One of the other settings in the SiteProvisionSettings is a list of Authentication providers and the active authentication provider. This is an extensible framework, so you can create your own. Just implement Mystery.SharePoint.ISiteProvisioningAuthenticationProvider and register it using PowerShell. The package contains two authentication providers; one that allows anybody to create site collections, the other only allows members of the root site collection to provision them.

User management

When you have a system with multiple site collections, handling users becomes an issue. ¬†Most companies are all about sharing information. The moment you create a new site collection, you create a new security container that by default doesn’t allow everybody access. This goes against the information sharing aspect. In order to overcome this, we have included a site scoped feature¬†SPM.SynchronizeVisitors. If this feature is activated, all the members of the visitor group at the root site collection will be copied to the visitor group of the provisioned site collection. The timer job will make sure that it’s up to date every time it runs. If you have certain types of sites that shouldn’t be available to everyone or want to turn it off, just deactivate the feature and you can control your visitor group manually.

Another area the can cause issues is the site collection administrators. These have to be added individually to a site collection; you cannot specify an active directory group. Certain people should probably have access to all site collection. Keeping this updated across 100s of site collections is a challenge. The site collection feature SPM.SynchronizeAdmin will behave in same way as the visitor synchronization. Activate it based on your needs.

When a user requests a new site collection, do you want them to become a site collection administrator? With this comes a lot of power; are they ready for it? If you want to give people this level of power, make sure that the site collection feature  SPM.OwnerRemainsAdmin remains activated. If this is not activated, the user that requested the site collection will no longer remain and administrator, but rather become a normal owner.

Quota assignment

Major corporations will require a set of different site types. i.e. Projects and Departments. In order to prevent information overflow, they may want to limit the amount of data in each site collection. ¬†The storage needs for a project is probably very different from a department, so it’s not unlikely that they will use different quotas. How does one ensure a different quota is applied for different site collections?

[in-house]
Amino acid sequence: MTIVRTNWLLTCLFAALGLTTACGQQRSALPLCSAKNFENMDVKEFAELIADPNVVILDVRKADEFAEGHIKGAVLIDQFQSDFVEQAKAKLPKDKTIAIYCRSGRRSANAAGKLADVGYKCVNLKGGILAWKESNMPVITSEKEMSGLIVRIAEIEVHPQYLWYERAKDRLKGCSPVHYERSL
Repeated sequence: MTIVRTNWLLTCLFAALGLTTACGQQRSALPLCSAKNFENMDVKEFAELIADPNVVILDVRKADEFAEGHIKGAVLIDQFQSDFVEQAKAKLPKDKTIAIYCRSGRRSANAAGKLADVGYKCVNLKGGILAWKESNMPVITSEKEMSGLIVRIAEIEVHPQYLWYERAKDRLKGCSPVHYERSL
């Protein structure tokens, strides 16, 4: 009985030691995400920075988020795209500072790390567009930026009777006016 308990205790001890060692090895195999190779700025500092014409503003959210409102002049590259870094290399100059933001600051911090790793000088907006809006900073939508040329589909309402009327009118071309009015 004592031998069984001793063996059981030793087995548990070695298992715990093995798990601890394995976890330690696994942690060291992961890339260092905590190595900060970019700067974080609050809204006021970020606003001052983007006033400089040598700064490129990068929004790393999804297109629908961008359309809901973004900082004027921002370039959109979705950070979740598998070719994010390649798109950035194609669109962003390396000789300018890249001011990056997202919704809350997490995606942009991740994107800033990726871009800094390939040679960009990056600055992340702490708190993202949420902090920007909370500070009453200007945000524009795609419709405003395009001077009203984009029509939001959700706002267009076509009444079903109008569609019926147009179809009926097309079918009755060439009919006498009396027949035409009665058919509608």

One of the things to be aware of is that you can only change the quota a site collection uses if you are running as a farm administrator. This means that we cannot update our site collection immediately. We have to tell the system what quota we should be using, and then have the timer job set the actual quota. This allows the site to have a free quota for a period of time, but chances of them exceeding it before it is enforced is rather slim.

In order to leverage the quota management, make sure that you activate the SPM.QuotaAdmin feature as part of your web template.

The value specified as the default template will be assigned by the timer job. This feature will also give owners an overview over how much space their site is consuming. A notification bar will also be presented when the storage space approaches critical limits.

(in this sample I adjusted the quota after adding content, hence the 112% usage)

Additional meta-data

Some types of site collections may require additional meta-data. ¬†I.e. a project site may need a project number so that it can use this to fetch data and display data from additional systems. SharePoint doesn’t natively support site collection meta-data, so we have to create our own system. A more detailed description on how one can create such a system will be left for a future blog post.

Building an automated SharePoint 2010 deployment system

When building a deployment system for SharePoint 2010 system, your only practical option is to use PowerShell. STSADM.EXE could in theory be used if you are only interested in SharePoint Foundation, but the moment you need SharePoint Server, things are only available in PowerShell.